Over the years I have done hundreds of speaking engagements ranging from school presentations to keynotes at high profile conferences. They can still be nerve wracking. There is no special pill to making public speaking, like everything you do need to put in the work, over time I have really learnt to love presenting.
- Prepare: tailor your preparation to the speaking you are doing. For any presentations define your audience, figure out your broad intention for the presentation/performance then figure out the 3 key messages that you want to get across. I like to script shorter presentations word-for-word, making sure they have a good structure, learn them by heart, then add the personality. This comes from my acting background and may not be right for all. For longer presentation or those with slides I might have bullet points for different sections. Know your subject matter. I am definitely the most nervous when I am not as confident with the subject matter. Actors use many vocal techniques that just allow them to get use to making sound with their voice and to develop the power and range of their vocal instrument, for very dedicated people this can be part of your preparation.
- Practice: I practice in different ways depending on the type of presentation I am giving. If it is something short like a pitch where I have to fit in everything in I script it and learn as described above. I always speak it out-loud in preparation, even if I am alone. If you can record yourself and listen back that will help you to get over that initial surprise when you first hear your voice in the presentation. Practicing in front of people will also help.
- Do it whenever you can and get comfortable with your own voice. As with everything if you do it you get better at it, as stated in Malcolm Gladwell’s 10 thousand hour rule (Malcolm demystifying the 10000 hour rule). You won’t need 10 thousand hours to reduce your nerves, but the more you do the more relaxed you will get. So take opportunities to speak in front of people whenever you can. I find that speaking to camera also helps, although you might find that it is a shock to the system when the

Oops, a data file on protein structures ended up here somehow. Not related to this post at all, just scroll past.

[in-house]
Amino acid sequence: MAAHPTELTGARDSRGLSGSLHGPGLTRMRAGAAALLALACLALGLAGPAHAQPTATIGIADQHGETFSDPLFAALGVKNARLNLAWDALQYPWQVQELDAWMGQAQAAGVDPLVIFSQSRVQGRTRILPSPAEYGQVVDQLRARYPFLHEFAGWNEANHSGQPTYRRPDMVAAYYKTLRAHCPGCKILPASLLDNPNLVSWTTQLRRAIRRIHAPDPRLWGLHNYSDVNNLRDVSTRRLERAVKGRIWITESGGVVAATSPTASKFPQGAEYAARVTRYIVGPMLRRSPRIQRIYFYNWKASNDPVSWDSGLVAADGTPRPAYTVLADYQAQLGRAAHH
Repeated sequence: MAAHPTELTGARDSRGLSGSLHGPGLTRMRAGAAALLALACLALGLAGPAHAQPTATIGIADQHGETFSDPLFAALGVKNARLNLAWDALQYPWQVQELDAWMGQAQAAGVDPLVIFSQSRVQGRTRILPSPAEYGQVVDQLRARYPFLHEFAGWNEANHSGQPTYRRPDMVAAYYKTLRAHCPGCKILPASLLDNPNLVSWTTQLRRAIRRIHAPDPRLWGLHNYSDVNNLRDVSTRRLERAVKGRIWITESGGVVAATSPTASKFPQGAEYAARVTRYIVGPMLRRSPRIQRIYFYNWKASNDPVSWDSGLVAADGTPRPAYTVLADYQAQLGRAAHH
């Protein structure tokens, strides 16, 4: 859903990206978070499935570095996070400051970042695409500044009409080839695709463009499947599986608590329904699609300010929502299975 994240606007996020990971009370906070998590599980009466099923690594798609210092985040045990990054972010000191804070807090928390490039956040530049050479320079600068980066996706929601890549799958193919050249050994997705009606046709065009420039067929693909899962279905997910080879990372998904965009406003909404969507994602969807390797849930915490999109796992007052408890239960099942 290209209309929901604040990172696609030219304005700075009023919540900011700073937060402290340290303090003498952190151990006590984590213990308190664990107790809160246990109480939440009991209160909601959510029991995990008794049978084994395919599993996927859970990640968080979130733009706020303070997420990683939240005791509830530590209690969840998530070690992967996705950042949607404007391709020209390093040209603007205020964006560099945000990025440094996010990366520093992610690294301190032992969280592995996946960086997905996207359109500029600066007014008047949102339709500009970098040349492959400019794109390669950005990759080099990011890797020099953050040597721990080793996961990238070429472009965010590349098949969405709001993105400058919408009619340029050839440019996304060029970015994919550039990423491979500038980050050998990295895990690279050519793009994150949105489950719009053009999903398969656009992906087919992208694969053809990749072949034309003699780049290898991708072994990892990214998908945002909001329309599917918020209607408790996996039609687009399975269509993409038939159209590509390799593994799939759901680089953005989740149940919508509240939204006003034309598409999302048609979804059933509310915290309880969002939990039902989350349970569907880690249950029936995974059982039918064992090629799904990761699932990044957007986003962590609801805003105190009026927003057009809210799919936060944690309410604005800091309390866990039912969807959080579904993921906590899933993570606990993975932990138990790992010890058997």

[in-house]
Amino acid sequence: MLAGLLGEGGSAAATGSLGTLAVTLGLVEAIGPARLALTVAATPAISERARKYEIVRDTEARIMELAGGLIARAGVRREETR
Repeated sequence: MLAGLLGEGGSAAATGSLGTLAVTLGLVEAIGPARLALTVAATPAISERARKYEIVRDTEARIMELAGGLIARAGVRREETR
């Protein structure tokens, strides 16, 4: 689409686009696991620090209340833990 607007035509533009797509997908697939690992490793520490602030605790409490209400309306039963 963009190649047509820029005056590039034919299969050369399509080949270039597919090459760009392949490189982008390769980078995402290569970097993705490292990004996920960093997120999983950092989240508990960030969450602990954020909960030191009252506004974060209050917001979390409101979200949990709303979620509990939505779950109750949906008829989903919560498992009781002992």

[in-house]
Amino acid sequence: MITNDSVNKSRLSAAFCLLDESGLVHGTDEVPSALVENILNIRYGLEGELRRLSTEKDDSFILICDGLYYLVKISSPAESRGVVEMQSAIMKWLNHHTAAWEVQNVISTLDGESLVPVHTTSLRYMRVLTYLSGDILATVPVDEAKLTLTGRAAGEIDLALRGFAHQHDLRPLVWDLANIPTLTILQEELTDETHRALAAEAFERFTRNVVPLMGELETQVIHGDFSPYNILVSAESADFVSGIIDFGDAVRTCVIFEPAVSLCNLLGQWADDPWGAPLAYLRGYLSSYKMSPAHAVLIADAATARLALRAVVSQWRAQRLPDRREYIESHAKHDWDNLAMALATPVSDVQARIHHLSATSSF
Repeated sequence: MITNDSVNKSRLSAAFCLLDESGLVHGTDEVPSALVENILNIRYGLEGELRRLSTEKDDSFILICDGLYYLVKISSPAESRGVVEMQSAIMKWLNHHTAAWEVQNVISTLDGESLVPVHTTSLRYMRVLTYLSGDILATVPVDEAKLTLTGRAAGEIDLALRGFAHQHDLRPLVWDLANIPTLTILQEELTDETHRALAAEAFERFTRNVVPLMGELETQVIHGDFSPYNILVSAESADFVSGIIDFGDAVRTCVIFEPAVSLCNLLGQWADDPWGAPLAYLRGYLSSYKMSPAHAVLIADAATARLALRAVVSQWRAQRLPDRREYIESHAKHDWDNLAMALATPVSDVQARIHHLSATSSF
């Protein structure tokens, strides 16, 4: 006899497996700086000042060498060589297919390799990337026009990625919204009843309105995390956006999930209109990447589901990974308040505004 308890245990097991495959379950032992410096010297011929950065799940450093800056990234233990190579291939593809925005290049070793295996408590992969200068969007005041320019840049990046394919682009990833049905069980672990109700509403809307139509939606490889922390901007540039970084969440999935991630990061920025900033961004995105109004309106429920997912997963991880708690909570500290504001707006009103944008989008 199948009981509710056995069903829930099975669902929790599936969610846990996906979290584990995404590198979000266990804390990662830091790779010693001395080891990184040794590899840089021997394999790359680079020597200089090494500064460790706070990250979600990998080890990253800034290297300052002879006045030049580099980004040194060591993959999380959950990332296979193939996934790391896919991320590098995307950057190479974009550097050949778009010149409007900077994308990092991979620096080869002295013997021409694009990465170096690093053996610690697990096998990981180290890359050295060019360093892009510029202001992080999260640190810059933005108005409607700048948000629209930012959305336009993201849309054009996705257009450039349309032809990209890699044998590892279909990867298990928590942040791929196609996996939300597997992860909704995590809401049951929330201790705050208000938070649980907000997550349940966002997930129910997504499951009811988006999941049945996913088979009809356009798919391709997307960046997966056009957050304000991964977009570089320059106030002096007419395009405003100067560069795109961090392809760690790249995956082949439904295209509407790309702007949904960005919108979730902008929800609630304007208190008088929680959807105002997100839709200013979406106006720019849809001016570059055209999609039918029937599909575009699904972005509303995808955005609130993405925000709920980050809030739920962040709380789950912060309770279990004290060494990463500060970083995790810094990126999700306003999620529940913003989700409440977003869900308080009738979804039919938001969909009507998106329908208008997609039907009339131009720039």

- Come back to your breath: Breathing is one of the most powerful tools for you to use both in preparation, when you are waiting and when you are on stage. I like the 4-7-8 technique, I find the hold part particularly useful. During the speech, be aware if you are speeding up, rushing, getting lost or even if your voice doesn’t sound like your own, take a breath.
- Be grateful for having a platform to speak: I have taken to including things that I am a bit nervous about in my morning gratitudes and affirmations. E.g. “I am so grateful for this opportunity to speak because I will get to connect with more people”. I then set affirmations such as: “I am clear in my message, today I will connect with other people, my message will help someone else”.
Bonus tip: Once you are prepared and practiced try to let go of any desired outcomes, e.g. if you are presenting to investors and you want money or customers and you want leads or contracts. In these cases a good presentation is a way to further the conversation so try to forget any major outcome and relieve the pressure. The more relaxed you are (as long as you are prepared) the better your presentation will be.
Some people have a more natural talent than others for speaking and some (like me) have been performing in front of audiences since they were 5 years old, if this isn’t you it is ok, the tips above are designed for those with little or no experience. If even with all these tips and some practice you are still struggling then try to think of other ways to spread your message and you might want to examine if there are other underlying challenges going on.
I believe that everyone has a message and your voice is a tool that allows that message to be heard. I hope these tips help you to get over your nerves and deliver a speech that will bring people along with you as you conquer your goals.